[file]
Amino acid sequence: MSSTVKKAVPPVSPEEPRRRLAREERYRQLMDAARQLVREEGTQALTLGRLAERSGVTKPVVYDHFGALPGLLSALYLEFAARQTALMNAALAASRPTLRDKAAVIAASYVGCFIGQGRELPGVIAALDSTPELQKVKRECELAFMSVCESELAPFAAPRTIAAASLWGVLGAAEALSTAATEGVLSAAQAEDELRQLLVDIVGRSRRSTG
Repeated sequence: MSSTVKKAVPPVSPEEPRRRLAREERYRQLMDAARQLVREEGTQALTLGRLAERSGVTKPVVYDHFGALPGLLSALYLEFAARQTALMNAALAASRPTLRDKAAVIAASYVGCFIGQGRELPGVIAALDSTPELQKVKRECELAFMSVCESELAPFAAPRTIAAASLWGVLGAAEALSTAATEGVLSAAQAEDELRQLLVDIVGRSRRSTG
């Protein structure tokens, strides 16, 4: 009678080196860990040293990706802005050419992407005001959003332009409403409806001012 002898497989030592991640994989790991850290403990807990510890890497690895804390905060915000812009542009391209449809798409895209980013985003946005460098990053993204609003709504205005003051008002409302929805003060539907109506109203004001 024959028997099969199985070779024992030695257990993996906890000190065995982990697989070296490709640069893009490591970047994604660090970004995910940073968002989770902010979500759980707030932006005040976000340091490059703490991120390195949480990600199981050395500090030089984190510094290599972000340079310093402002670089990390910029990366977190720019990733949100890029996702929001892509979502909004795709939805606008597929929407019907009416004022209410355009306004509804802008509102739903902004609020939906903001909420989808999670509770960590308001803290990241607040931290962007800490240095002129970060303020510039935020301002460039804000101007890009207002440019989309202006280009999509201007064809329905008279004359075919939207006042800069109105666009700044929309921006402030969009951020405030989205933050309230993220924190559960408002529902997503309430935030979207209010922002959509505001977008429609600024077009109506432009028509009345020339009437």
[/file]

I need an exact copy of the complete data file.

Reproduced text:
Amino acid sequence: MSSTVKKAVPPVSPEEPRRRLAREERYRQLMDAARQLVREEGTQALTLGRLAERSGVTKPVVYDHFGALPGLLSALYLEFAARQTALMNAALAASRPTLRDKAAVIAASYVGCFIGQGRELPGVIAALDSTPELQKVKRECELAFMSVCESELAPFAAPRTIAAASLWGVLGAAEALSTAATEGVLSAAQAEDELRQLLVDIVGRSRRSTG
Repeated sequence: MSSTVKKAVPPVSPEEPRRRLAREERYRQLMDAARQLVREEGTQALTLGRLAERSGVTKPVVYDHFGALPGLLSALYLEFAARQTALMNAALAASRPTLRDKAAVIAASYVGCFIGQGRELPGVIAALDSTPELQKVKRECELAFMSVCESELAPFAAPRTIAAASLWGVLGAAEALSTAATEGVLSAAQAEDELRQLLVDIVGRSRRSTG
């Protein structure tokens, strides 16, 4: 009678080196860990040293990706802005050419992407005001959003332009409403409806001012 002898497989030592991640994989790991850290403990807990510890890497690895804390905060915000812009542009391209449809798409895209980013985003946005460098990053993204609003709504205005003051008002409302929805003060539907109506109203004001 024959028997099969199985070779024992030695257990993996906890000190065995982990697989070296490709640069893009490591970047994604660090970004995910940073968002989770902010979500759980707030932006005040976000340091490059703490991120390195949480990600199981050395500090030089984190510094290599972000340079310093402002670089990390910029990366977190720019990733949100890029996702929001892509979502909004795709939805606008597929929407019907009416004022209410355009306004509804802008509102739903902004609020939906903001909420989808999670509770960590308001803290990241607040931290962007800490240095002129970060303020510039935020301002460039804000101007890009207002440019989309202006280009999509201007064809329905008279004359075919939207006042800069109105666009700044929309921006402030969009951020405030989205933050309230993220924190559960408002529902997503309430935030979207209010922002959509505001977008429609600024077009109506432009028509009345020339009437």